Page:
affront, she immediately laid aside the delicacy of her ut, robust sex, and, with a stout cudgel in her hand, seldom failed

of making the aggressor heartily sorry for his temerity.

The illness of her brother Tom, who laboured hard for the support of this little family, soon involved them

in a state of the most deplorable poverty. At this sad and could o

moment, their hopes were a little revived by the arrival of a man of fortune, who came to settle in the neighbourhood.

This stranger was one Captain Popinjay, a young was aber gentleman, to whom the old soldier had formerly renhardly sz" dered a very material service. The captain had been from sering sent to his regiment a raw, inexperienced youth. He

was a very accomplished gentleman: he could sing, he could dance, he could speak French, but unluckily he was totally ignorant of the duties of a soldier. He committed so many blunders, that the commanding officer expressed his intention of complaining to the general, who was expected to superintend an ensuing review. Captain Popinjay would, most likely, have been subjected to some rebuke and mortification, had he not happened to have old Wildfire for his servant.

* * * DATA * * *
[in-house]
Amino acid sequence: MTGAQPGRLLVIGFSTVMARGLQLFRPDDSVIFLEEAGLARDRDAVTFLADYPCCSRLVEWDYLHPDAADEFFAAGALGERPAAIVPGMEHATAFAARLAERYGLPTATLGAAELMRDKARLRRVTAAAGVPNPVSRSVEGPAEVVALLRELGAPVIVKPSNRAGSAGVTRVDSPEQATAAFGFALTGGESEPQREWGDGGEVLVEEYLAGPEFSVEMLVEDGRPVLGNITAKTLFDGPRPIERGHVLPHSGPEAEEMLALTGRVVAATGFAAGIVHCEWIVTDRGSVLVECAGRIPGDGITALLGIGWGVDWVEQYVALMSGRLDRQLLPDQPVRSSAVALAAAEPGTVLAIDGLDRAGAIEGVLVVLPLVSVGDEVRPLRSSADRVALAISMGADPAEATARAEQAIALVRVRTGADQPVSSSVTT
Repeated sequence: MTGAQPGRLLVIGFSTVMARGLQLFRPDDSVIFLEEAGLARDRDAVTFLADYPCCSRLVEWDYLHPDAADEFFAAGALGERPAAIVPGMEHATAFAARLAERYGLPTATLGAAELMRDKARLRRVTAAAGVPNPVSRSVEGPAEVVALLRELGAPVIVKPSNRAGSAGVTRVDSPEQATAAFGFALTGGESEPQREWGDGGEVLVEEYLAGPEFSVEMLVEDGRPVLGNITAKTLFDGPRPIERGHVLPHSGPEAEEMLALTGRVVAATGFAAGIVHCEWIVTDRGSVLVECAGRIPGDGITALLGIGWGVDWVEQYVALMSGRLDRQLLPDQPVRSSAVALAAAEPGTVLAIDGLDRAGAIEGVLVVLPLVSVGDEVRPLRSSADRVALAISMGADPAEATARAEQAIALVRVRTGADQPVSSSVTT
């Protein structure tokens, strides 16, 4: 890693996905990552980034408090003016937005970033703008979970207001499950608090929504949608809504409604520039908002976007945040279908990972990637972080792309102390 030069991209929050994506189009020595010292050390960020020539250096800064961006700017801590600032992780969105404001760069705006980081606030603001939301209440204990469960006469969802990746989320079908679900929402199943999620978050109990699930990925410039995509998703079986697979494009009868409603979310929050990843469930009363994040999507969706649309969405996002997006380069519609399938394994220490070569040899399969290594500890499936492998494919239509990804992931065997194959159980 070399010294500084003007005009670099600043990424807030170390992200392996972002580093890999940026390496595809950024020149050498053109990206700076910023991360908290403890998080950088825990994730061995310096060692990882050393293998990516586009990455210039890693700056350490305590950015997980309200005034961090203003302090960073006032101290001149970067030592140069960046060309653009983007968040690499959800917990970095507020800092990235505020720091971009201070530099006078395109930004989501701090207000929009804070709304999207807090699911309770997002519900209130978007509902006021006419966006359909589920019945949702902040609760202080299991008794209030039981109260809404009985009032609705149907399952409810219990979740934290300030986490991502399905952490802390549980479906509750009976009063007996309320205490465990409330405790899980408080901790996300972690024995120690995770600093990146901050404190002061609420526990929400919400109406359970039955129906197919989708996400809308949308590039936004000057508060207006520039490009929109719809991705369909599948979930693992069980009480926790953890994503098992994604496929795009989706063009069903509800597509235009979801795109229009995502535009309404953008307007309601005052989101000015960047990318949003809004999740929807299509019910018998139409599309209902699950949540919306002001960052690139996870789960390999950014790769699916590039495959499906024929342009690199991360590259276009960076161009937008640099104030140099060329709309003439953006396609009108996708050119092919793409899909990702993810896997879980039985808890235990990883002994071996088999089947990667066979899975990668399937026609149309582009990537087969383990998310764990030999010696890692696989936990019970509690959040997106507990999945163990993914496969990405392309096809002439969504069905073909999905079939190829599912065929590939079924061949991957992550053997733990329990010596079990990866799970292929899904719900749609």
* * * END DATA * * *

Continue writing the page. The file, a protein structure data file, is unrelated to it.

He was so zealously attached to his master, that he s so please promised to make all his difficulties easy. The captain

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attended to him, and the veteran's explanations were
so very simple, that, on the review day, he was enabled
to take the field with confidence. When the general
arrived, he was assailed on all sides with complaints of
the idleness and total want of all discipline in the new
captain. The general determined to keep his eye par.
ticularly fixed on the company against which these
charges were preferred; but, to the astonishment of
the whole camp, the men under the command of
Popinjay, in regularity, order, and celerity in their ma-
næuvres, outstripped all their competitors. The ge-
neral was in amazement, and the accusing officers
were all struck dumb with confusion. The young
captain was honoured with the highest compliments in